Petronius (Gaius Petronius Arbiter)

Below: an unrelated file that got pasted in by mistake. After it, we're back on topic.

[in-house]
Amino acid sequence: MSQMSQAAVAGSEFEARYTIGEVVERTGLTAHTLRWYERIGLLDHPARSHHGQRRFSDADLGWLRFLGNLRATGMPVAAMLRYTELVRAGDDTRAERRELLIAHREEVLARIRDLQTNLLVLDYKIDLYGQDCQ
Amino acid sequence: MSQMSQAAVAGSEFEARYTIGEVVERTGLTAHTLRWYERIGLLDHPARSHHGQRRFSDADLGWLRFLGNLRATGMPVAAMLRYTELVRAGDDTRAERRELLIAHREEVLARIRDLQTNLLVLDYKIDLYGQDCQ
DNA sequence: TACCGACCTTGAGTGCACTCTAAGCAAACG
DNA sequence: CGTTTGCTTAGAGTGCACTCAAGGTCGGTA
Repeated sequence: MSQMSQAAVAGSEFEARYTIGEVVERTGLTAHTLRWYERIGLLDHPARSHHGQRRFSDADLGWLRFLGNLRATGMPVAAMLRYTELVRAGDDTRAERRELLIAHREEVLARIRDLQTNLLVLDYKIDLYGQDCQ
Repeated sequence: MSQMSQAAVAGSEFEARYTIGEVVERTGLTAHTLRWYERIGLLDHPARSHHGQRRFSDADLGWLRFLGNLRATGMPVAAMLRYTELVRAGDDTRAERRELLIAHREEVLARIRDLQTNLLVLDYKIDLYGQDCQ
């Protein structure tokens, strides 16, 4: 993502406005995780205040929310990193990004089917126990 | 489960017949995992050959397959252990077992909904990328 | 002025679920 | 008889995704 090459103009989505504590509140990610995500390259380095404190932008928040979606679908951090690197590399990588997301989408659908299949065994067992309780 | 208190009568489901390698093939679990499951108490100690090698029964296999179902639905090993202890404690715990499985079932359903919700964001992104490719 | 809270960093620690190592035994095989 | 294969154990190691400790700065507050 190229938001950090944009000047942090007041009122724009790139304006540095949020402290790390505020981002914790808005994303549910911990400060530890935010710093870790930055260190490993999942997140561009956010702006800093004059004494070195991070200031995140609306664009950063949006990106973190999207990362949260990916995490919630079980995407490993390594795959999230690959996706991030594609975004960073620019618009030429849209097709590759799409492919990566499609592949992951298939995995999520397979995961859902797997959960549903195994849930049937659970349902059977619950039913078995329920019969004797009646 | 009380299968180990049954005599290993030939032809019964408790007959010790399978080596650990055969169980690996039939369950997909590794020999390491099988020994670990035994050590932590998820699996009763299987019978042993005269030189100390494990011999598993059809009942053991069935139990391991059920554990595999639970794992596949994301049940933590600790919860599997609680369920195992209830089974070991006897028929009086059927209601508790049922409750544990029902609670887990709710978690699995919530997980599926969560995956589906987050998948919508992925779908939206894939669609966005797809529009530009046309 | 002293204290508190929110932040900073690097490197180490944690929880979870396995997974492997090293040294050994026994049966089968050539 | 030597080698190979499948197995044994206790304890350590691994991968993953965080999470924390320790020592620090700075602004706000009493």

Nero had become emperor in 54 A.D., and his interest in theater and luxury led him to appoint a courtier named Petronius (praenomen probably Titus or possibly Gaius) as his Arbiter elegantiae or judge of elegance. Described as a man who "made luxury a fine art" and "who spent his days sleeping and his nights working and enjoying himself" by Tacitus, Petronius dictated the fashion and art at the Imperial court. There he composed his masterwork, the satirical "The Satyricon", probably in 61 A.D. Nero was capricious, however, and his favor was uncertain; the jealousy of a rival led to Petronius' downfall. Read more... He fled to Cumae before Nero's cronies caught up with him. There he wrote out a full description of the emperor's many debaucheries and crimes, entertained his friends, and broke his signet ring to avoid its being used to endanger others. Petronius then opened his veins and bled to death in 66 A.D., escaping Nero through suicide. His most famous work, "The Satyricon" was not published until 1664.